"Do not be afraid of confession. When someone is in line for confession they feel all these things - even shame - but then, when they finish confessing, they leave free, great, beautiful, forgiven, clean, happy. The sacrament of reconciliation is a sacrament of healing. When I go to confession, it is for healing: healing the soul, healing the heart because of something that I did to make it unwell."-Pope Francis
It is a good habit to make a daily examen, evaluating where we have experienced God throughout the day, and where we have fallen short in serving Him. This will help us when we make our examen in preparation for sacramental Confession.
A good place to start in making your examen is with the 10 Commandments:
Have I treated people, events, or things as more important than God?
Have I sworn upon holy things, especially the name of God, in order to deceive others?
Do I go to Mass every Sunday (or Saturday Vigil) and on Holy Days of Obligation (Jan. 1; the Ascension; Aug. 15; Nov. 1; Dec. 8; Dec. 25)? Do I avoid, when possible, work that impedes worship to God, joy for the Lord’s Day, and proper relaxation of mind and body? Do I look for ways to spend time with family or in service on Sunday?
Do I show my parents due respect? Do I care for them if they are old? Am I grateful for what they have given me?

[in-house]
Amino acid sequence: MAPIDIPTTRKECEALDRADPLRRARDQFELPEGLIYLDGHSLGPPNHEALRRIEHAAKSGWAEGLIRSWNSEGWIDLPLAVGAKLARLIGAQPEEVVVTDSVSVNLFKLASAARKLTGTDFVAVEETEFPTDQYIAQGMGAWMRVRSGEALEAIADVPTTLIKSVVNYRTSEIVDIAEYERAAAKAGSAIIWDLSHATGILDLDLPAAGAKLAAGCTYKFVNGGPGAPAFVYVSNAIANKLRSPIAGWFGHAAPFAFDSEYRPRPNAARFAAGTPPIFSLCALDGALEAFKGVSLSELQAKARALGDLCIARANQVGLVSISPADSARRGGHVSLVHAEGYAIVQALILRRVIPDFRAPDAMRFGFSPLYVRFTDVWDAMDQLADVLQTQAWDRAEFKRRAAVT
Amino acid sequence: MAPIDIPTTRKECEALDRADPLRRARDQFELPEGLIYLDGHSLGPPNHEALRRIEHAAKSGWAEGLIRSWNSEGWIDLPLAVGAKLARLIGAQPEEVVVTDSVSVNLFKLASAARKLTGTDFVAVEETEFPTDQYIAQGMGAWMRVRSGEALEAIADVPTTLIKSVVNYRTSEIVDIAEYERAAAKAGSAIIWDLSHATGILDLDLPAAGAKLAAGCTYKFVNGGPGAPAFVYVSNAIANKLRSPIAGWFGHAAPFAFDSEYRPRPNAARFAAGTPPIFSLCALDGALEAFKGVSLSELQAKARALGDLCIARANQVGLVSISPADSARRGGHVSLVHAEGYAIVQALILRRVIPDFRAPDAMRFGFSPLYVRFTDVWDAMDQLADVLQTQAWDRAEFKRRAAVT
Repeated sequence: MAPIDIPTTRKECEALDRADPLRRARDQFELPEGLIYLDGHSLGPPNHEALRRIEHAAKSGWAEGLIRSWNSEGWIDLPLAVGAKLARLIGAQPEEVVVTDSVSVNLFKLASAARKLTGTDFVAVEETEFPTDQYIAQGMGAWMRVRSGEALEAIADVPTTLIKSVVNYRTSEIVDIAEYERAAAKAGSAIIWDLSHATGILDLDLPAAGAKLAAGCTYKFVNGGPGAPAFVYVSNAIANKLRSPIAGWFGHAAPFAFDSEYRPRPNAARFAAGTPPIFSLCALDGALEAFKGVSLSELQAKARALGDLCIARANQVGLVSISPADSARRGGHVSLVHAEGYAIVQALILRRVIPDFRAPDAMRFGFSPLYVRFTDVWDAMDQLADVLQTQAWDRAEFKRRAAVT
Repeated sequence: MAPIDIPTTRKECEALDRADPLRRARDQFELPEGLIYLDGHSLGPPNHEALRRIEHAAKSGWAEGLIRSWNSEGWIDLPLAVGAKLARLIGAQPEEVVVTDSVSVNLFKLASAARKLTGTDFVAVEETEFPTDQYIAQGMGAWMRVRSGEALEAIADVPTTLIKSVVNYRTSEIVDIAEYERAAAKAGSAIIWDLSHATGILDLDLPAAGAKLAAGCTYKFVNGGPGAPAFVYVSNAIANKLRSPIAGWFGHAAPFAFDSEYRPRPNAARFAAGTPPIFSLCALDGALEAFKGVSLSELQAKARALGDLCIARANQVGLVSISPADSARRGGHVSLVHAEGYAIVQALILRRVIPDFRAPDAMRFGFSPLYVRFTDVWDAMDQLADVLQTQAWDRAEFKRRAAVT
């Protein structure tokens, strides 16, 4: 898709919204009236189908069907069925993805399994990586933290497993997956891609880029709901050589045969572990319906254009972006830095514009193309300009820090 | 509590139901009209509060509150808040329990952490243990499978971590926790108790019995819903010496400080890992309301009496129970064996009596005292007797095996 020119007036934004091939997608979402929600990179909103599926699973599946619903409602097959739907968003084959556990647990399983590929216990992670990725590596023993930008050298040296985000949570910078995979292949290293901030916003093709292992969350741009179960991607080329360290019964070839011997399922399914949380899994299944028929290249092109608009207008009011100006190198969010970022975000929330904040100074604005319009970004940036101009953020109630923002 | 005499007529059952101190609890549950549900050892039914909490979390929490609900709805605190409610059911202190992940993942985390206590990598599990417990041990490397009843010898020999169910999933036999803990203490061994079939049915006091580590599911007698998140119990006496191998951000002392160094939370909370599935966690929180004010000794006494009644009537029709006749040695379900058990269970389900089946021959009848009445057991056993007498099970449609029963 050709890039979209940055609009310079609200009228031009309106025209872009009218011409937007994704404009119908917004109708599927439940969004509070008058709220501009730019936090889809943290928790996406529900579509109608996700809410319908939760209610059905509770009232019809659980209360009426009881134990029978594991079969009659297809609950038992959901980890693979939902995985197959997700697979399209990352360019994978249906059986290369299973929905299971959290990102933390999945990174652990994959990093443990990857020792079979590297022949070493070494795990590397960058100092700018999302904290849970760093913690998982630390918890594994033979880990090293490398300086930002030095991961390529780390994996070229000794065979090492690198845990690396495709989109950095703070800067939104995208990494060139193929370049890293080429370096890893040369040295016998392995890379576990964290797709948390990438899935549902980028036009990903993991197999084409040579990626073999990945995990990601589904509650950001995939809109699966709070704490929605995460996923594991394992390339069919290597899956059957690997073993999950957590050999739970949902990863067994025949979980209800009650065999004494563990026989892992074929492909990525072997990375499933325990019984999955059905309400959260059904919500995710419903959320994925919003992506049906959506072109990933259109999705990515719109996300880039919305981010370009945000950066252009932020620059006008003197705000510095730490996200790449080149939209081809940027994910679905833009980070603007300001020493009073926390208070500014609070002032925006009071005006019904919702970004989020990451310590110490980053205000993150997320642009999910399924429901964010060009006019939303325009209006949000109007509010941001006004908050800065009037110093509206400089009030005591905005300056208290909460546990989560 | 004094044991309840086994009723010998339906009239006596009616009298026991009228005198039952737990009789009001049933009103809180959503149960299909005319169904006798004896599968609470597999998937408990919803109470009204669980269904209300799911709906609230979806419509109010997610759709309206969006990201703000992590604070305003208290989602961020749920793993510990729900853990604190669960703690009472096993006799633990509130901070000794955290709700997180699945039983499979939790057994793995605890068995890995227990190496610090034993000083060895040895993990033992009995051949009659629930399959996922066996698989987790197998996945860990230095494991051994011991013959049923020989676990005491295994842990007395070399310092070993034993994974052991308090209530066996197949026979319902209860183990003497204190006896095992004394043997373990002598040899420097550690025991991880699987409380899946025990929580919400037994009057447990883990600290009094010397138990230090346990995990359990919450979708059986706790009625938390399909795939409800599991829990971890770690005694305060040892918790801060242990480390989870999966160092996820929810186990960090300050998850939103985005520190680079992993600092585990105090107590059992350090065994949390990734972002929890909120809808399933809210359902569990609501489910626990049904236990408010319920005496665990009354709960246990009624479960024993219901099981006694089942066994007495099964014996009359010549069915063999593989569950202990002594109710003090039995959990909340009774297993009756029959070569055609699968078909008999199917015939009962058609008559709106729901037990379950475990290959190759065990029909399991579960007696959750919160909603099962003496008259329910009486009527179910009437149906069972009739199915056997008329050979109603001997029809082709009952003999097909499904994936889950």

Have I harmed another through physical, verbal, or emotional means?
Have I used sex outside of the lifelong bond of marriage, with self or others?
Have I taken anything that was not mine or failed to do the work I am paid for?
Have I gossiped, told lies, or embellished stories at the expense of another?
Have I honored my spouse with my full affection and exclusive love? Have I looked at anyone else with lust?
Have I desired that others be worse off or celebrated their loss or failure because of jealousy?
1 Corinthians 13 and Matthew 5 could also be used as part of your examen.
This includes two parts. First, we must be sorry for our sins. Our sin offends God and our neighbor, harming our relationship with both. Second, we must resolve not to sin again. This does not mean that we will never commit a particular sin again, but it means that we will try our hardest to avoid it in the future.
You can also name any less serious (venial) sins that are present in your life.
If there is some sin that you particularly don't want to confess, it's probably the one that you most need to confess.
Finish with these or similar words "for these and all the sins of my life, I am truly sorry."
An example is: "O my God, I am heartily sorry for having offended you, because I dread the loss of Heaven and the pains of Hell, but most of all because they offend Thee, who art all loving and deserving of all my love. Therefore I firmly resolve, with the help of thy grace, to confess my sins, do penance, and to amend my life. Amen.
Often this (or similar) prayer will be on a card in the confessional.
Even though we will always struggle with sin until we enter into the next life, we leave each Confession forgiven of our sins, a new start, fully intending to live life differently this time, yet also planning to come back to this sacrament again soon. Nothing prevents sin so well as frequent Confession!